Both R and Python possess libraries for using SQL statements to interact with data frames. While both languages have native facilities for manipulating data, the sqldf and pandasql provide a simple and elegant interface for conducting tasks using an intuitive framework that’s widely used by analysts. R and sqldf sqldf(“SELECT COUNT(*) FROM df2 WHERE state = ‘CA'”) COUNT(*) 1 4 sqldf(“SELECT df2.firstname, df2.lastname, df1.var1, df2.state FROM df1 INNER JOIN df2 ON df1.personid = df2.id WHERE df2.state = ‘TX'”) firstname lastname var1 state 1 David Spade -2.09 TX 2 Joe Montana 1.16 TX sqldf(“SELECT df2.state, COUNT(df1.var1) FROM df1 INNER JOIN df2 ON df1.personid = df2.id WHERE df1.var1 > 0 GROUP BY df2.state”) state COUNT(df1.var1) 1 AZ 1 2 CA 1 3 GA 1 4 IL 1 5 NC 1 6 NY 1 7 OK 1 8 SC 1 9 TX 1 10 VT 1 Python and pandasql import pandasql as ps q1
Anyone who has regularly worked with Google Trends data has had to deal with the slightly tedious task of grabbing keyword level data and reformatting the spreadsheet provided by Google. After looking for a seamless way to pull the data, I came upon the PyTrends library on GitHub, and sought to put together some quick user defined functions to manage the task of pulling daily and weekly trends data.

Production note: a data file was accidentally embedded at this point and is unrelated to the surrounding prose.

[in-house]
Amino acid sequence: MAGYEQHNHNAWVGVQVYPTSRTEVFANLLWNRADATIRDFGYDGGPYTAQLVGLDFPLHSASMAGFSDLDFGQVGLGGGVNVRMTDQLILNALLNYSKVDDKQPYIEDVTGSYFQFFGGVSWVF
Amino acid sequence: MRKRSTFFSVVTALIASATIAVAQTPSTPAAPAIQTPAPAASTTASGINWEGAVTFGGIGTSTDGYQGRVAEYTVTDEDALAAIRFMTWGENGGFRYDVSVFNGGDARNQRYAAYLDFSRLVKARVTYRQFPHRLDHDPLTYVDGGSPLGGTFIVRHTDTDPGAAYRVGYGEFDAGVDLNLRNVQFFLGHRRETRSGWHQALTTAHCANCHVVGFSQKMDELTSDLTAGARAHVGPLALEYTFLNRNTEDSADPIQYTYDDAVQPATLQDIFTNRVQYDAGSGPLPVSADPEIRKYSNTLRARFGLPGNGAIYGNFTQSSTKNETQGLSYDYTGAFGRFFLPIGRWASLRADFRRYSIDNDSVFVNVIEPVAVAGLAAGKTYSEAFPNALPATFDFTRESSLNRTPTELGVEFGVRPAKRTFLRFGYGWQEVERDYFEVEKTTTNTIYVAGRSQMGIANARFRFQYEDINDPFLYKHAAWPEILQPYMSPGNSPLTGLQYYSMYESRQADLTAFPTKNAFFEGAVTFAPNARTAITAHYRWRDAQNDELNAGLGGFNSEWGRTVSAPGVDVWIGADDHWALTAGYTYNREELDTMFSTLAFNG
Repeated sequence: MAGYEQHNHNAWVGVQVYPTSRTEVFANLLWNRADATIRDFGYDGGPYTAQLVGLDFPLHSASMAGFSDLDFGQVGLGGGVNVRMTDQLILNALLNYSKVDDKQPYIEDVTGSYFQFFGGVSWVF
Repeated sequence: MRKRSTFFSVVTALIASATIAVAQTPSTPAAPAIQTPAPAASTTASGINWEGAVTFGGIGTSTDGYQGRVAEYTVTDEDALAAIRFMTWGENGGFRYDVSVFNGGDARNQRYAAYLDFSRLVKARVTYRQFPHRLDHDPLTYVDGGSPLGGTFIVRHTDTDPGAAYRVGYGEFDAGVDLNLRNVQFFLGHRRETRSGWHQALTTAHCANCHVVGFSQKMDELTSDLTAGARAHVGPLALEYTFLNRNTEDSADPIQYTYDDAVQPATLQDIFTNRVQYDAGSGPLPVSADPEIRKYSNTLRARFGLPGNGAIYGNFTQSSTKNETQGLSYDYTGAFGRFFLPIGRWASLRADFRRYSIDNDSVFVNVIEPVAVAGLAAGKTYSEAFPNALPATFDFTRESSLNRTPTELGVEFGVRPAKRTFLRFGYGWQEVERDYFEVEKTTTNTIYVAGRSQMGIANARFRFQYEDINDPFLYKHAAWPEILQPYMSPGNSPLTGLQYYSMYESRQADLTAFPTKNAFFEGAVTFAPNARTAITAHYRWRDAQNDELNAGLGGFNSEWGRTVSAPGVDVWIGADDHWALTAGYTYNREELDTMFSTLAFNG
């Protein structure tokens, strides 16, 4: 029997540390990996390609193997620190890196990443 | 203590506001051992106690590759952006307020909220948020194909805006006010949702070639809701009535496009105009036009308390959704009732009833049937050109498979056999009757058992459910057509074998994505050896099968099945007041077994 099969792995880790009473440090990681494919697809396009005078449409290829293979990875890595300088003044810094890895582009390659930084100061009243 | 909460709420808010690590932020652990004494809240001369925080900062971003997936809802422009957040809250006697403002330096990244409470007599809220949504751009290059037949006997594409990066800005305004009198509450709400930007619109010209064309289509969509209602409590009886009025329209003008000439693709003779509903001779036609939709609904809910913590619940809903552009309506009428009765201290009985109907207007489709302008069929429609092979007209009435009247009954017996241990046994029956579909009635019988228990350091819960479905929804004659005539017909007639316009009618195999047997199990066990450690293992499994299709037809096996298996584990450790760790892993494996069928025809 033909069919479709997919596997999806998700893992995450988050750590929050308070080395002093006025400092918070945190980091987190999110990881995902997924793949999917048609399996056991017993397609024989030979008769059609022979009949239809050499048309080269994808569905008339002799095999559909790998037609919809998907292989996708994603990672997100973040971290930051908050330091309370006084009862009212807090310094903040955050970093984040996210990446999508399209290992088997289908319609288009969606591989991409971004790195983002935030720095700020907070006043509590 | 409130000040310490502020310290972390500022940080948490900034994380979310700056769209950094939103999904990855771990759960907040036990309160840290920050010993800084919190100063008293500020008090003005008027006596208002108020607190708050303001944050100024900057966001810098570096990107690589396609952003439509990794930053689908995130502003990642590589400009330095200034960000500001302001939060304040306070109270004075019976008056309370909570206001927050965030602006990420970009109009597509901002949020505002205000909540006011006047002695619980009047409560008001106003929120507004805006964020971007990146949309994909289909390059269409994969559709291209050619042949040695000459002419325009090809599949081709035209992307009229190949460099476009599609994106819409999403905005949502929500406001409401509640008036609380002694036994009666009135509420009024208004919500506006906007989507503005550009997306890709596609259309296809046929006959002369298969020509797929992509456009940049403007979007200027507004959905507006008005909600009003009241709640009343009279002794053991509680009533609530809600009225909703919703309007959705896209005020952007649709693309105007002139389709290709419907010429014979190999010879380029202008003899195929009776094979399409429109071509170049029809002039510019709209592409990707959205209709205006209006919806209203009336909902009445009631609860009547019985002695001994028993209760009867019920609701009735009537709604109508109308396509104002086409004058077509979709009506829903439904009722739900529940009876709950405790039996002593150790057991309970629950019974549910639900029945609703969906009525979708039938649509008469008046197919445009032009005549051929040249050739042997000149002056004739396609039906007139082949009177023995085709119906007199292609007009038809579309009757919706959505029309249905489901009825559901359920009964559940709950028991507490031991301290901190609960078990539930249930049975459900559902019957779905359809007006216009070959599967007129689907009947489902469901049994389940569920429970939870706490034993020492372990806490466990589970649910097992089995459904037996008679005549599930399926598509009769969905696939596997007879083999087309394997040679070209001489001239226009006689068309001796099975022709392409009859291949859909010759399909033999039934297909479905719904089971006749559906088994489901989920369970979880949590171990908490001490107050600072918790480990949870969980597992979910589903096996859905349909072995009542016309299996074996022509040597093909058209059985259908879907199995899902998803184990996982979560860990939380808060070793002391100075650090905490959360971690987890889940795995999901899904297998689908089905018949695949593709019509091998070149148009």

There are plenty of instances where analysts are regularly forwarded xls spreadsheets and tasked with summarizing the data. In many cases, these scenarios can be automated through fairly simple Python scripts. In the following code, I take an Excel spreadsheet with two sheets, summarize each sheet using a pivot table, and add those results to sheets in a new spreadsheet.
Using R Functions in Python
Using the csv module Using the pandas module
Not too long ago, I was on the job market looking for work as an applied statistician or data scientist within the the online marketing industry. One thing I’ve come to expect with almost every company is some sort of homework assignment or challenge where a spreadsheet would be presented along with some guidelines on what type of analysis they would like. Sometimes it’s very open ended and at other times, there are specific tasks and questions which are put forth. Initially, I saw these assignments as something fun where I could showcase my skill set. However, since last month, I’ve come to see them as a nuisance which can’t possible be a good indicator of whether someone is ‘worth hiring’ or not. I get it, companies often get inundated with resumes and they need effective processes to sift through them. And I get the value of getting some document which outlines how an applicant thought about a problem and generated